Cicely Blain, (UK/Gambia/Jamaica UWCiM 2010-12)
So far, and not to my surprise, the experience of attending a United World College, with as many as 90 different nationalities represented, has been one of self-discovery, and more importantly, of realisation.
Today, I realised that I have totally disregarded my origins and my ancestors and therefore, part of who I am.
This thought process came about because whenever I meet a new person, knowing their nationality is just as important as knowing their first name. Whenever someone asks me where I’m from, I always say simply that I’m from England – and sometimes just London because, well, it is the centre of the universe. It frustrates me when people ask, ‘no, but where do you come from?’ just because I’m not white. I stick to my guns and say, ‘I am from England’. I have a British passport, I was born in London and English is my first language… I like tea (WITH MILK), I’m good at queuing, I eat roast beef, potatoes and Yorkshire puddings most Sundays, I say ‘ta’ or ‘cheers’ instead of ‘thank-you’, I am very aware of which social class I am in and I feel out of place when it’s not raining.
But is that the entirety of my identity? Is that everything that I am?
My biological father originates from Jamaica and my mother is half English and half Gambian, making me, well, very mixed up.
I’ve been to both countries just once in my life, Jamaica because I have little contact with that side of my family and the Gambia because of the political unrest and general dangers for young ‘western’ women. There is also, of course, the financial cost of hailing from such exotic and distant locations that stops me from jetting over there for some family-bonding whenever I so wish.
Today, my Greek friend asked me the correctly phrased question; ‘where do your parents originate from?’ and I replied with a fairly lengthy explanation… well, as opposed to my usual one-word answer. She seemed amazed and excited at the idea of knowing someone with such interesting heritage. To me it’s always been average, boring and insignificant – until now.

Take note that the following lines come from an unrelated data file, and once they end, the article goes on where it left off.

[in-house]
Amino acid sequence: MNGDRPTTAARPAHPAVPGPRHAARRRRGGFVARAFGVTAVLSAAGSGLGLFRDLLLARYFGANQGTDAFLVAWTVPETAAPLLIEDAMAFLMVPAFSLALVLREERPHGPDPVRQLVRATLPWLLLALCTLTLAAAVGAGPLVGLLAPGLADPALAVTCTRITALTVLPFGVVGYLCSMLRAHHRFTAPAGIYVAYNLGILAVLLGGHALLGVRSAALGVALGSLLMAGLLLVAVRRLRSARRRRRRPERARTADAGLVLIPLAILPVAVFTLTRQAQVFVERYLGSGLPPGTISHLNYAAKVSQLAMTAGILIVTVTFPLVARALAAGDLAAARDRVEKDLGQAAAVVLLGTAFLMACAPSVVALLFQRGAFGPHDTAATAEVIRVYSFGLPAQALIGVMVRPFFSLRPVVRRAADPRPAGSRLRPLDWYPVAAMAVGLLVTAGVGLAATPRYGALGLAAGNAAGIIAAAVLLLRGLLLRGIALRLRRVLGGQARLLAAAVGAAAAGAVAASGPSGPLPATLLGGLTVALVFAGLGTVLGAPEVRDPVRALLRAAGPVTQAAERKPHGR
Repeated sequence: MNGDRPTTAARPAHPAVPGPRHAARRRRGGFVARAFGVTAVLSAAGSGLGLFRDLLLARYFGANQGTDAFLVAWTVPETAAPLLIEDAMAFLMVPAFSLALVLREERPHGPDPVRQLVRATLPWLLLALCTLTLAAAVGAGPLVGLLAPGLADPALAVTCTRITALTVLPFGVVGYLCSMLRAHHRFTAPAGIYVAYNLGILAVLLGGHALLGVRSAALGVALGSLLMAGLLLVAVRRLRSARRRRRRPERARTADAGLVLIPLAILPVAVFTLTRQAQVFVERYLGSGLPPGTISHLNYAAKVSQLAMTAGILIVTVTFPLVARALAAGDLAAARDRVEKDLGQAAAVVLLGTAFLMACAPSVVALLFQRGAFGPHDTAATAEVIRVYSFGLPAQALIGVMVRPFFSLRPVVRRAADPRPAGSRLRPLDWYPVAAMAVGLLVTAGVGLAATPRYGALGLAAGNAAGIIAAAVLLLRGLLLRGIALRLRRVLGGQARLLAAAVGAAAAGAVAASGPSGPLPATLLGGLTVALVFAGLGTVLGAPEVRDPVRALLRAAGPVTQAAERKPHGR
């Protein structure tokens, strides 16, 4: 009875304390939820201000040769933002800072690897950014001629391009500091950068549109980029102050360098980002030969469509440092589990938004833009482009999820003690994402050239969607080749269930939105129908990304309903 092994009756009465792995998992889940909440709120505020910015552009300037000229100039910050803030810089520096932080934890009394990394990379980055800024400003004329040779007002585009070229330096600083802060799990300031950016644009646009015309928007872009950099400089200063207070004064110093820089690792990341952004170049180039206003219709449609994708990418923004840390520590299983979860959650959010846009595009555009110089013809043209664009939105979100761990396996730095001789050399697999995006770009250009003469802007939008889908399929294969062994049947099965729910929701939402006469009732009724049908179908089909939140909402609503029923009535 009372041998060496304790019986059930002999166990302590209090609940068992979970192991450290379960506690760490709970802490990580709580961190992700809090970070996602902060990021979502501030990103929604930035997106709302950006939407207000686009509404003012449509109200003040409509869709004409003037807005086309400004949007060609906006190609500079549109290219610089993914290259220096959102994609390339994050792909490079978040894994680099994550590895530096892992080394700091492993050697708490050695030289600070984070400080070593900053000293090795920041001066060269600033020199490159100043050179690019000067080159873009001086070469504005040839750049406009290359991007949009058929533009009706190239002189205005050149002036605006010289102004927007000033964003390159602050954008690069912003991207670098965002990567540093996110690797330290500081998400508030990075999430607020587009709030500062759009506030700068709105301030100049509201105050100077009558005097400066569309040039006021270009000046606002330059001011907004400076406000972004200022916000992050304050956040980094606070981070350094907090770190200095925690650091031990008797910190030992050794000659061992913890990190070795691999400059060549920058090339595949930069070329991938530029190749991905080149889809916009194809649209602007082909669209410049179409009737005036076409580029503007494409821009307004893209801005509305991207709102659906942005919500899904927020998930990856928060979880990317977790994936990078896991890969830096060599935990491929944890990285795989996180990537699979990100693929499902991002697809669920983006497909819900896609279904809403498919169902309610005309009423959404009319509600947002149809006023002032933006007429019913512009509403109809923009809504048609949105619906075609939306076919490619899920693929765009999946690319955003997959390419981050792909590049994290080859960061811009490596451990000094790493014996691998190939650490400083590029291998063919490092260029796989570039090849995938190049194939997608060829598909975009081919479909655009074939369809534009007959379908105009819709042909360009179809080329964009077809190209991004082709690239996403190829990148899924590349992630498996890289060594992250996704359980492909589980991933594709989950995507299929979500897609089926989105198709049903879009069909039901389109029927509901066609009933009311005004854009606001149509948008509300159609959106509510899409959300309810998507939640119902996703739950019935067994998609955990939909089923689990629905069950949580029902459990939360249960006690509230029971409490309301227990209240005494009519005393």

In the U.K. it’s not uncommon to come across a Jamaican (with it being a former colony and a nation with a prominent diaspora), in fact I can’t recall the last time I met a Caribbean person at home who didn’t originate from there. After all, 800,000 people of Jamaican origin live in the U.K. 143,000 of them are Jamaican-born, making Jamaicans the 11th largest ‘foreign-born group’ in the U.K. Furthermore, 7% of London (the city in which I was born and raised – bar one year spent in southern France, where, for the record, my mother and I were the only people with any remote air of foreignness) is of Jamaican heritage and a further 2% are mixed black Jamaican and white British. For these reasons, it was never interesting nor necessary to mention this part of my heritage. In a lot of cases, it was a given. A mixed raced individual with a reasonably sized behind, semi-afro hair and a slight penchant for fried chicken is automatically partially Jamaican.
Gambia, on the other hand, is probably the complete opposite. Practically every time I mention it someone asks me to repeat the name and even after the repetition their expression still hints they have never heard of the smallest country on mainland Africa with its population of fewer than 3 million inhabitants. How my white British Grandma managed to find it and marry a man from there, well, that’s another story for another day. Unless I meet someone who also has West African heritage, I tend not to go into detail. Okay, that’s not so hard to come by in Thamesmead, my area of London that is 17% Nigerian and Ghanaian, but you get the idea. As much as I have, over the years, developed an interest in this tiny yet historically and culturally rich country, to many it will always remain ‘just another African nation’.
All in all, being the lazy person that I am, and I’m sure you can go some way to agreeing with me, I find it so much easier to just say ‘I’m from England, Goddammit!’
But now, like so many other things since arriving at UWC Maastricht in September 2010, that particular opinion has changed.
I have a Brazilian friend who grew up in Israel, a Belgian friend who lived in Bolivia, a friend from the U.S. who is part Korean, part Italian, a South African friend who was born in England, an Australian friend who originates from Bosnia and Herzegovina… and the list goes on. Furthermore, we are all living here, in the Netherlands, hundreds, if not thousands of miles from our homes. Their cultures fascinate me; I grow genuinely wide-eyed when people list the countries they’ve lived in or visited to see family, or the languages they’ve grown up speaking with their multilingual, multi-faith, multicultural families.
It made me think… why am I so fascinated by their culture but so surprised when they are fascinated with mine?
I vouch from now on to fully embrace my cultural heritage!
I’m off for a cup of – I mean some Jollof rice with plantain…